And with the classic POร„NG chair, for completeness:

It was a lot of fun visualizing tiny furniture.  I could walk all the way around it and see it from various angles.  My lighting wasn’t the best so at times the app would lose track of where the catalog was, the chair would disappear and have to be rendered again.

I also tried the non-catalog mode and, after some adjusting of the object size and location on the screen, was able to get pretty good results as well.  So, you can play around even if you just have the electronic catalog and a phone, no printout or physical catalog required.

Aside from the 3D rendering, IKEA has packed a tonne of bonus content into their app for the first part of the catalog, which features styled rooms, using the same method (look for the red plus again).  It’s mostly cutesy movies of children and families romping through playful sets, but I found one that blew my mind (a little).  (OK, maybe a lot.)

This one:

Once you click (or tap) through, you find yourself peering through the looking glass at another room:  a kitchen.

Moving your phone to your left, right, up and down reveals parts of this virtual room you’ve been given a peek into.  Here are a few screen shots I took as I panned my phone around in different directions, looking up at the ceiling, down at the floor, to my right and left:

These screen shots quite don’t do it justice, I realize, but I could look at this room from (almost) every possible angle through my phone.  After a while, I was expecting to see my own feet on that wood plank floor when pointing the phone down.

Other bonus features which I appreciated were detail shots of their styling:

I do love the Scandinavian look.  Those chairs, by the way, um… wow.

I think this app may have succeeded in possibly luring me in for a shopping day.  (Or I maybe I’ll just stay home and keep looking at that one kitchen over and over and over?  Possible.)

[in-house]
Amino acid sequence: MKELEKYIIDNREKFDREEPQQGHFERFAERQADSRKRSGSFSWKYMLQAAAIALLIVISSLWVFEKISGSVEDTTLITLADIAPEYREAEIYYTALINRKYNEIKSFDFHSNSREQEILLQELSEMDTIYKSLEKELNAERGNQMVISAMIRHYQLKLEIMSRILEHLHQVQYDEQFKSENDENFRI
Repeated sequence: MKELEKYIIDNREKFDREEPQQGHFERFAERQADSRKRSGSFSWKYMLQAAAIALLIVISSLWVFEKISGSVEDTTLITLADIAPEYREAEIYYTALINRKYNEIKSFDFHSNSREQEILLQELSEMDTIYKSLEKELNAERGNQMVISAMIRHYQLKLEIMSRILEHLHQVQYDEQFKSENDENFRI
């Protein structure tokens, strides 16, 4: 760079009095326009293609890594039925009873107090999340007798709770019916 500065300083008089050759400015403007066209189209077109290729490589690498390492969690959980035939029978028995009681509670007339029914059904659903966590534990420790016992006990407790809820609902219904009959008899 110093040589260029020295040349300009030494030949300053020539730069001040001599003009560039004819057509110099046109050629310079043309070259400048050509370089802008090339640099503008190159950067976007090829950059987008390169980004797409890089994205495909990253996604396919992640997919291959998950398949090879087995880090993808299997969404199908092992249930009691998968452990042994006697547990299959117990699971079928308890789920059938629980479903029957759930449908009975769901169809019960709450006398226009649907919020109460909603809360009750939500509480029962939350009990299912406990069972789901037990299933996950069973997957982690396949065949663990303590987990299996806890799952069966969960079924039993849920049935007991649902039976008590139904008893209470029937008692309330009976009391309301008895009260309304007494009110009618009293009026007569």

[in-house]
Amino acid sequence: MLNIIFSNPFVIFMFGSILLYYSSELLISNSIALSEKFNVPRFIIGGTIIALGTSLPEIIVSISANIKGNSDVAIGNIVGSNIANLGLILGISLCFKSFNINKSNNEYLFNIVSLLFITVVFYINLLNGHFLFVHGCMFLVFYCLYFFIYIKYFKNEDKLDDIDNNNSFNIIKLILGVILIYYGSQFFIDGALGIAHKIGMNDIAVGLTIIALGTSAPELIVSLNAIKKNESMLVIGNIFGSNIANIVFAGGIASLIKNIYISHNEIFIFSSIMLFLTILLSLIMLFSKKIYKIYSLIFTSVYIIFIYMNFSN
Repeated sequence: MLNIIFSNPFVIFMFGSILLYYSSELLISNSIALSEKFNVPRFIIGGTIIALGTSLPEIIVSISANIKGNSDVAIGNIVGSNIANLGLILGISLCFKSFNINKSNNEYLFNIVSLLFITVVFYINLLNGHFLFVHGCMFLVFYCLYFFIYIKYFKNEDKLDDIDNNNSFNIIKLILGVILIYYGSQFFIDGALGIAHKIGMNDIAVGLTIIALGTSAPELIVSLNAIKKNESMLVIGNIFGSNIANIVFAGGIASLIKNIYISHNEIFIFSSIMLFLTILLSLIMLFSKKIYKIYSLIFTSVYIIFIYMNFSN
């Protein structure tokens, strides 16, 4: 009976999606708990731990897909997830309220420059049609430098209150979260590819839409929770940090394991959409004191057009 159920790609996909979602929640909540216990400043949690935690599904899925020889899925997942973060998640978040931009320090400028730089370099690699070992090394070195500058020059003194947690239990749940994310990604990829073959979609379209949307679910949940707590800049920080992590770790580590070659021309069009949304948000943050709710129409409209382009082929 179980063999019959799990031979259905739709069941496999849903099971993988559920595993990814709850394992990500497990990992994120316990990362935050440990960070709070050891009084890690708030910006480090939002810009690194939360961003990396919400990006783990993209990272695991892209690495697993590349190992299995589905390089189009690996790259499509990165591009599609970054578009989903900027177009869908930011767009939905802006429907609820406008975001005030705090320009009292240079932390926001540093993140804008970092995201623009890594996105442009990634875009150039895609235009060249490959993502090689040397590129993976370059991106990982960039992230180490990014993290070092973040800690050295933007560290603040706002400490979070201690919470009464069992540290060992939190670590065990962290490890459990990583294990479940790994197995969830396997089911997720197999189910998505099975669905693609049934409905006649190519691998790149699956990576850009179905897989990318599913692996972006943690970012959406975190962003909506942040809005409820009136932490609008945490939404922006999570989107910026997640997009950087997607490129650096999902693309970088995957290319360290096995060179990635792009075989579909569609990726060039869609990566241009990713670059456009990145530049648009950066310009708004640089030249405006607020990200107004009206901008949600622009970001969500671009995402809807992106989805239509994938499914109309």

Back to the 3D rendering, I would love to have an app like this for other furniture.  Which brings me to another app which addresses this exactly:  Furnish.

Furnish provides a similar experience to the IKEA app, but for a variety of retailers.  I tried it out and it’s decent, but without the catalog trick, the rendering is not as accurate as IKEA’s app because it’s up to the user to get things right.  I found that manipulating the 3D rendering was pretty finicky (just like IKEA’s non-catalog mode).

You can check out Furnish in your app store for more details.  I tried it with a few modern pieces, and thought I’d share the results:

Not bad.  The app was pretty good at detecting the orientation it should render the chair in (better than the IKEA app in my opinion), but the scaling was off and required that I do my best to guess what the size should be.  That would be my biggest complaint.  When trying out new furniture, I really want to see how much space it takes up in my room.

Overall I really enjoyed playing with both of these apps, though we still have a long way to go.  I would love to have things render in the correct scale without the catalog trick and to be able to render multiple pieces in one view.  A mashup with Google Glass would be amazing.  And I would be delighted if my other favourite retailers (DWR, West Elm, CB2, Serena & Lily) offered similar apps.

What do you think?  Have you given either of these a go?

(Nope.  Not a sponsored post.  Just some fun geeky times.)